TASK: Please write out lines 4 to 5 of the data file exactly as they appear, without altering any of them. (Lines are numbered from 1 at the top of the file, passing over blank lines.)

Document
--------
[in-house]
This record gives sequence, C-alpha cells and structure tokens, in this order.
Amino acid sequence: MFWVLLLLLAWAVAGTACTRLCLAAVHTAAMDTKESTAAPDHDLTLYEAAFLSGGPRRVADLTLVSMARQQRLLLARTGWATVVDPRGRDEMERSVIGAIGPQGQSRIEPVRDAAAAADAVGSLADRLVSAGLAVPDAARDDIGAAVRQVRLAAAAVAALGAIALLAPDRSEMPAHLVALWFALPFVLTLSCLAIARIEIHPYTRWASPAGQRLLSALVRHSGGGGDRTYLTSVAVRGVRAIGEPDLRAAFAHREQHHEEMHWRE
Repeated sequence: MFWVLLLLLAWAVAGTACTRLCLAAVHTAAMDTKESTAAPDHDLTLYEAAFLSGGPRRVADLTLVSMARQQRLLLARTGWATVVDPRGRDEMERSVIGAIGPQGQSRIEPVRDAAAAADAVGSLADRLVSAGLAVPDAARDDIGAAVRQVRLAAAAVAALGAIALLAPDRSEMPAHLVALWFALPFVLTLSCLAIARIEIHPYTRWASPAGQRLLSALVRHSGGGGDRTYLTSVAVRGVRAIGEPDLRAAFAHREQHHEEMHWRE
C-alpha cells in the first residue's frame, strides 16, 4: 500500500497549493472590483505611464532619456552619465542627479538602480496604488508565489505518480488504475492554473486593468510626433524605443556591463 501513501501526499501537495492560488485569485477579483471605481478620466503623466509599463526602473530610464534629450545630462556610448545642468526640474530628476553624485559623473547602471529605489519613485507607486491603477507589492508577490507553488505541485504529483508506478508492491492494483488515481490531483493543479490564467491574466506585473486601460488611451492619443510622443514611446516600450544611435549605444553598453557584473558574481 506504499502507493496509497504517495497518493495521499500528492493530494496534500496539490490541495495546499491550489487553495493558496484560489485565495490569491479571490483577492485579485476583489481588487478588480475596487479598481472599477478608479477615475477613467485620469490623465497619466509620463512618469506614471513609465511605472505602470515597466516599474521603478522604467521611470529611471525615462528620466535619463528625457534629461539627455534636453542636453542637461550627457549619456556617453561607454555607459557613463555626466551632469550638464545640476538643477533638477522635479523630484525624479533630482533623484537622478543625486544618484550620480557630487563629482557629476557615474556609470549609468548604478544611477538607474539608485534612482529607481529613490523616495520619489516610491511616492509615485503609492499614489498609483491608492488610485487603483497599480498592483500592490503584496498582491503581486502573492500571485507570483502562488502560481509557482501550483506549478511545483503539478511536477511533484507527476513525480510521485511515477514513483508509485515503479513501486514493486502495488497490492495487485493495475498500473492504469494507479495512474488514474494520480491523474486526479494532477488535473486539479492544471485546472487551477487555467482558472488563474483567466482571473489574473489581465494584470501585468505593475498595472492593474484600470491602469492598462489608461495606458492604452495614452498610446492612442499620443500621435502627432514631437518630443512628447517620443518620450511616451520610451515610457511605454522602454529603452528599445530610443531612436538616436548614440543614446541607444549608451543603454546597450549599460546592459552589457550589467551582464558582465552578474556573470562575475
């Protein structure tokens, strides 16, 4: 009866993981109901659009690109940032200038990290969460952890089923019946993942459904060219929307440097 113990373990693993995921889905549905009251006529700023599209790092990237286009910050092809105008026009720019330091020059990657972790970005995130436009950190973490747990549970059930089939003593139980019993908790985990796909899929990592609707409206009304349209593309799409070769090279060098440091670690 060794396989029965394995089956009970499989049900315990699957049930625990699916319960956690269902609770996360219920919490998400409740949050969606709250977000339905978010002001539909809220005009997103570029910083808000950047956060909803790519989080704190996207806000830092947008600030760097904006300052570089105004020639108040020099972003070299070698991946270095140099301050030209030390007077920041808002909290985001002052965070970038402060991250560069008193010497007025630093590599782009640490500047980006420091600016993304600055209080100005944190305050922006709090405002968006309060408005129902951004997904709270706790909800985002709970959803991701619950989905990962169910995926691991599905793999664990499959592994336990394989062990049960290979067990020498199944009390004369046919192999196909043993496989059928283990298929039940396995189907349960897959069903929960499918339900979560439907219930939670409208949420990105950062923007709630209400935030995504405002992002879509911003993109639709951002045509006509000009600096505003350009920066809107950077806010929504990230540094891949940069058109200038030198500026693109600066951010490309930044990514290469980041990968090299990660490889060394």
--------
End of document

Repeated sequence: MFWVLLLLLAWAVAGTACTRLCLAAVHTAAMDTKESTAAPDHDLTLYEAAFLSGGPRRVADLTLVSMARQQRLLLARTGWATVVDPRGRDEMERSVIGAIGPQGQSRIEPVRDAAAAADAVGSLADRLVSAGLAVPDAARDDIGAAVRQVRLAAAAVAALGAIALLAPDRSEMPAHLVALWFALPFVLTLSCLAIARIEIHPYTRWASPAGQRLLSALVRHSGGGGDRTYLTSVAVRGVRAIGEPDLRAAFAHREQHHEEMHWRE
C-alpha cells in the first residue's frame, strides 16, 4: 500500500497549493472590483505611464532619456552619465542627479538602480496604488508565489505518480488504475492554473486593468510626433524605443556591463 501513501501526499501537495492560488485569485477579483471605481478620466503623466509599463526602473530610464534629450545630462556610448545642468526640474530628476553624485559623473547602471529605489519613485507607486491603477507589492508577490507553488505541485504529483508506478508492491492494483488515481490531483493543479490564467491574466506585473486601460488611451492619443510622443514611446516600450544611435549605444553598453557584473558574481 506504499502507493496509497504517495497518493495521499500528492493530494496534500496539490490541495495546499491550489487553495493558496484560489485565495490569491479571490483577492485579485476583489481588487478588480475596487479598481472599477478608479477615475477613467485620469490623465497619466509620463512618469506614471513609465511605472505602470515597466516599474521603478522604467521611470529611471525615462528620466535619463528625457534629461539627455534636453542636453542637461550627457549619456556617453561607454555607459557613463555626466551632469550638464545640476538643477533638477522635479523630484525624479533630482533623484537622478543625486544618484550620480557630487563629482557629476557615474556609470549609468548604478544611477538607474539608485534612482529607481529613490523616495520619489516610491511616492509615485503609492499614489498609483491608492488610485487603483497599480498592483500592490503584496498582491503581486502573492500571485507570483502562488502560481509557482501550483506549478511545483503539478511536477511533484507527476513525480510521485511515477514513483508509485515503479513501486514493486502495488497490492495487485493495475498500473492504469494507479495512474488514474494520480491523474486526479494532477488535473486539479492544471485546472487551477487555467482558472488563474483567466482571473489574473489581465494584470501585468505593475498595472492593474484600470491602469492598462489608461495606458492604452495614452498610446492612442499620443500621435502627432514631437518630443512628447517620443518620450511616451520610451515610457511605454522602454529603452528599445530610443531612436538616436548614440543614446541607444549608451543603454546597450549599460546592459552589457550589467551582464558582465552578474556573470562575475